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Out of the Slums of Kenya
Posted By Compassion Netherlands On July 18, 2011 @ 1:06 am In Children in Poverty | 29 Comments
I grew up in Nairobi, Kenya, in a slum, right next to a large dump site — a horrific place. People bring their dead babies there.
We were with five people and we all shared one bed. Our house had an metal roof, but with many holes in it. In April it rains heavily in Kenya, so everything got wet very often. Many times we slept while sitting in a dry corner of our house.
Whenever it rained, the water came up ankle deep in our house. That was the most difficult time for our family.
We were often hungry because it was very hard to find food. I started to look for edible food in the dump site. My mom often asked for help from friends.
But many people in our neighborhood were bad people. I had two sisters, and my mom was afraid they would be raped and killed one day. So she looked for help and built a home on an empty plot from the government.
Again, our house was made of metal sheets, but it was never completed, so we had to use a lot of plastic bags to fix it. The plastic could not keep the rain out of the house. We had to make holes in the plastic in order to prevent the house from collapsing under the weight of the water.
The new place we lived in was very muddy and looked more like a living place for goats. There still was hardly any food or clean water.
Whenever we got a glass of clean water, we considered it as a real miracle. We ate only dry corn. By that time, we all had stopped going to school. Everybody tried to survive on his own.
My parents started having problems in their relationship. My dad beat my mom daily for a year.
But when my mother heard about Compassion, we went to a church and enrolled in the child sponsorship program. Then everything started to change.
We were able to go to school and I received containers of oil and food. I could bring some of that home, and I received healthy food at the child development center.
In school, we used a family name. The school fees were paid for the family. Compassion paid for the fees, so all of us suddenly could go back to school.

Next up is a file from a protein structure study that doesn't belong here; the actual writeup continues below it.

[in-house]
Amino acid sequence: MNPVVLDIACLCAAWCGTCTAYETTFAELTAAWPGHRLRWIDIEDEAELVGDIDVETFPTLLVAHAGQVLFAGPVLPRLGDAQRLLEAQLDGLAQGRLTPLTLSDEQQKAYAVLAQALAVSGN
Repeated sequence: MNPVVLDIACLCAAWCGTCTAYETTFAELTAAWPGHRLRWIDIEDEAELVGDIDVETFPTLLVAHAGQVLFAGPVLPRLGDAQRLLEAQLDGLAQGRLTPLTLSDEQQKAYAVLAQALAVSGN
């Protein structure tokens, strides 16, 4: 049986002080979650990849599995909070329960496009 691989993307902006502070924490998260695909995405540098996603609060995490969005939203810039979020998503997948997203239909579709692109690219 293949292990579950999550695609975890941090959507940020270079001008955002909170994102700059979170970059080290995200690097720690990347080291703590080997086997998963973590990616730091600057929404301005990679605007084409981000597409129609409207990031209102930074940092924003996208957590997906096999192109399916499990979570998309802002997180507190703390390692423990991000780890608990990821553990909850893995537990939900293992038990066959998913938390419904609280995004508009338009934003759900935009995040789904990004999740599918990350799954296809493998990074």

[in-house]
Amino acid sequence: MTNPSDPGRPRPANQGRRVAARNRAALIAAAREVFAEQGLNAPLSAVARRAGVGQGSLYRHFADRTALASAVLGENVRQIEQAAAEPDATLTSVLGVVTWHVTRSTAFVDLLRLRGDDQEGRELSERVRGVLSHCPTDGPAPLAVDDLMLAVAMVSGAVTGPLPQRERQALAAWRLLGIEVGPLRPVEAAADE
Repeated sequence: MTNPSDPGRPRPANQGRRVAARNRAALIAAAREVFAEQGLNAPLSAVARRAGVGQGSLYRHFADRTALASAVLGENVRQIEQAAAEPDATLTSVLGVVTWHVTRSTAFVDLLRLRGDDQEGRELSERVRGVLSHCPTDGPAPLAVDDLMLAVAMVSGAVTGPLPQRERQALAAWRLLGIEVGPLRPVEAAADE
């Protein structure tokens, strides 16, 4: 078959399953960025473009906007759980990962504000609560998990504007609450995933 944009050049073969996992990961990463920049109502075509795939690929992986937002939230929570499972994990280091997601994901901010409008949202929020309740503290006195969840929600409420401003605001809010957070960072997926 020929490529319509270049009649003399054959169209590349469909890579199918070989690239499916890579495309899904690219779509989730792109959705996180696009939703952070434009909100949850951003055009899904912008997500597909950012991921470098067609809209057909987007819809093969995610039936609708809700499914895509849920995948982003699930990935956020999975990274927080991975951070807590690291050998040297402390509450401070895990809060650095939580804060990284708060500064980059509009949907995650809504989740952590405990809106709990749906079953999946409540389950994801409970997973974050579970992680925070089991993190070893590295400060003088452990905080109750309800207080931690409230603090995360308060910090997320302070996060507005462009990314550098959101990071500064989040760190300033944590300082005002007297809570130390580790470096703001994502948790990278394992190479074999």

Compassion gave me a school uniform, and I got shoes and socks. I used them carefully and gave them to my brother.
After awhile, my whole family started to change. It was like a ray of hope.
My mom started to sell vegetables in marketplaces and later opened a small shop. I got a sponsor, a special lady who showed me the true love of Christ.
During moments that I did not do well in school, I often read her letters. They really encouraged me and inspired me.
My father had left us alone to die. So I thought,
“How can my sponsor really love me?”
At the Compassion center I got my first Bible. I was taught about Christ, and that He loves us in whatever place we are. Through Him we can change our lives! It’s through the love of Christ that this woman loved me.
I did well in school and went to high school. I did that well too, and was able to go to university.
If I hadn’t gone through these things, I may not have come to know Christ. I remember saying,
”God, I truly know that You love me. You are alive.”
Through the Leadership Development Program I was able to start dreaming again. I received hope and faith for a good future. I could become a leader in the community, and I learned skills and leadership principles.
It’s important to ask yourself what your purpose is. What does God want to do with your life?
Malaria is a big problem in Kenya. If in a poor family somebody gets malaria, the costs for the treatment is so high that it keeps children from being able to go to school. I want to learn and research about this disease.
Malaria is so big that it negatively influences our economy. With so many sick people, we have a lot less working hours in our country than needed.
God blessed me with brains to learn about malaria. I started looking for a study about the molecular basics of diseases. Not just malaria.
I learned that the Radboud University in Nijmegen (The Netherlands) has a trial vaccine against malaria. That’s why I contacted them and why I am working with them.
It’s my dream to develop a vaccine against malaria and to make it available to the poor.
My brother died because it took the doctors too long to figure out what kind of disease he had. That’s not necessary and has to stop.
That’s why I’m here. This is my story.
ABOUT THE AUTHOR: Joshua Miago is a formerly sponsored child and Leadership Development Program graduate. He currently lives in The Netherlands and is working to create a vaccine to fight malaria. He shared his story with Martijn Moens from Compassion Netherlands.
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